Domestic Violence Quiz



1.  Domestic violence affects only a small percentage of the population.            

 

    TRUE                        FALSE

2.  Domestic violence occurs mostly in lower socioeconomic groups.  

 

 TRUE                         FALSE

3.  Women are most often the victims rather than the perpetrators of abuse.

 

    TRUE                          FALSE

4.  Children who are abused often become abusers themselves.            

 

   TRUE                          FALSE

5.  Alcohol and other drug abuse cause violent behavior.          

 

    TRUE                          FALSE

6.  When two women in a same-sex relationship fight, it’s usually a “fair fight” .

 

TRUE         FALSE

7.  It’s easy to identify a batterer based on how he behaves in public.        

 

     TRUE                        FALSE

8.  Abuse does not stop and may even intensify when the woman is pregnant.  

 

      TRUE                      FALSE

9.  Children living in homes where domestic violence is present probably aren’t affected emotionally unless the

violence is targeted at them.

      TRUE                       FALSE



Answers
 

  1. False.                        Domestic and sexual violence affect a large percentage of the population, cutting across all racial, ethnic and socioeconomic boundaries. According to statistics one in three women is a victim of domestic violence. One in three girls and one in six boys are victims of sexual abuse before they reach the age of 18.

  2. False.                          Domestic violence occurs at all socioeconomic levels. Financial pressures may put pressure on families that can exacerbate violence, but it is important to remember that socioeconomic pressures are NOT the cause. Domestic violence is a result of the need for one person to exercise power and control over another. The problem is prevalent in upper, middle and lower class communities alike.

  3. True.                          Intimate partner violence a crime that largely affects women. In 1999, women accounted for 85% of the victims of intimate partner violence.

  4. False.                         While approximately seventy-three percent of abusers were victims of violence as children, not all victims turn into batterers. Many victims grow up to be loving, healthy parents.

  5. False.                         Although alcohol and/or drugs are present in almost 50% of abuse cases, they are never the cause of violence. An insatiable need for power and control is the cause for domestic violence. Alcohol and drugs may loosen inhibitions allowing batterers to unleash violent behaviors.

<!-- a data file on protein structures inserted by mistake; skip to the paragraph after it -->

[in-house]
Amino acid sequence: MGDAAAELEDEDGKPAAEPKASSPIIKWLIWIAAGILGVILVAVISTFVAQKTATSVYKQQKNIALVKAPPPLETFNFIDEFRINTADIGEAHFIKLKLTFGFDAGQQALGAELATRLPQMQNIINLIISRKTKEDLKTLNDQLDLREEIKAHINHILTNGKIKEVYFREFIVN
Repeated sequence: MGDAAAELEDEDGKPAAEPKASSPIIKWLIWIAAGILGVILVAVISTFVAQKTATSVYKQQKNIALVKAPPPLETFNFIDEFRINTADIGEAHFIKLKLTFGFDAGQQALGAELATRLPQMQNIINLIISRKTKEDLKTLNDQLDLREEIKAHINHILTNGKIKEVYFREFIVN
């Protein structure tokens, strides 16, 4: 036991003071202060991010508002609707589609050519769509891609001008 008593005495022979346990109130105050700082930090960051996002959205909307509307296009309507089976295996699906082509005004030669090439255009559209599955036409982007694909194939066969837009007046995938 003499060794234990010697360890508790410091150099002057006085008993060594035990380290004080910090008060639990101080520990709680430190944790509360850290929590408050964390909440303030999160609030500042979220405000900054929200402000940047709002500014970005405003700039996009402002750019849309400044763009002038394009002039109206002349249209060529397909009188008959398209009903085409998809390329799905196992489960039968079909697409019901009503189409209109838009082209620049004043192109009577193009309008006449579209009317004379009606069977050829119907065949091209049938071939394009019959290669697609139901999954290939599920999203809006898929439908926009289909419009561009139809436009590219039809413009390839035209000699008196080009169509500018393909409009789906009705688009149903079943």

6. False.                         Statistics show that domestic violence is equally common in same-sex and heterosexual relationships. Stereotypes about men and women may prevent us from acknowledging domestic violence. Beliefs that “boys will be boys” or that “women never fight” are a way of ignoring the power and control issue that is present in all domestic violence situations. Just because the couple may be equal in strength doesn’t mean that one cannot exercise power and control over the other.

  7. False.                         It is often very difficult to identify a batterer. Domestic violence is one of the most clandestine problems. Batterers are often skillful manipulators, knowing how to present a good image so that the violence remains a secret. Many people are surprised when they learn that their neighbor, friend or family member is a batterer.

  8. True.                          According to statistics, women are at greater risk of being victimized by domestic abuse when they are pregnant. Batterers may feel increasingly threatened and jealous of the victim’s attention towards the unborn baby, and become more violent as a result.

IF YOU, SOMEONE YOU KNOW OR EVEN JUST AS IMPORTANTLY ARE A SPIRITUAL LEADER, PASTOR, COMMUNITY LEADER...PLEASE CONTACT DR. REGINA M. BALDWIN TO FIND WAYS IN ORDER TO KEEP THOSE YOU SHEPHARD, OR LEAD EDUCATED AND SAFE.  YOU CAN REACH US FOR MORE INFORMATION AT 1-800-750-2309 OR 314-791-2450.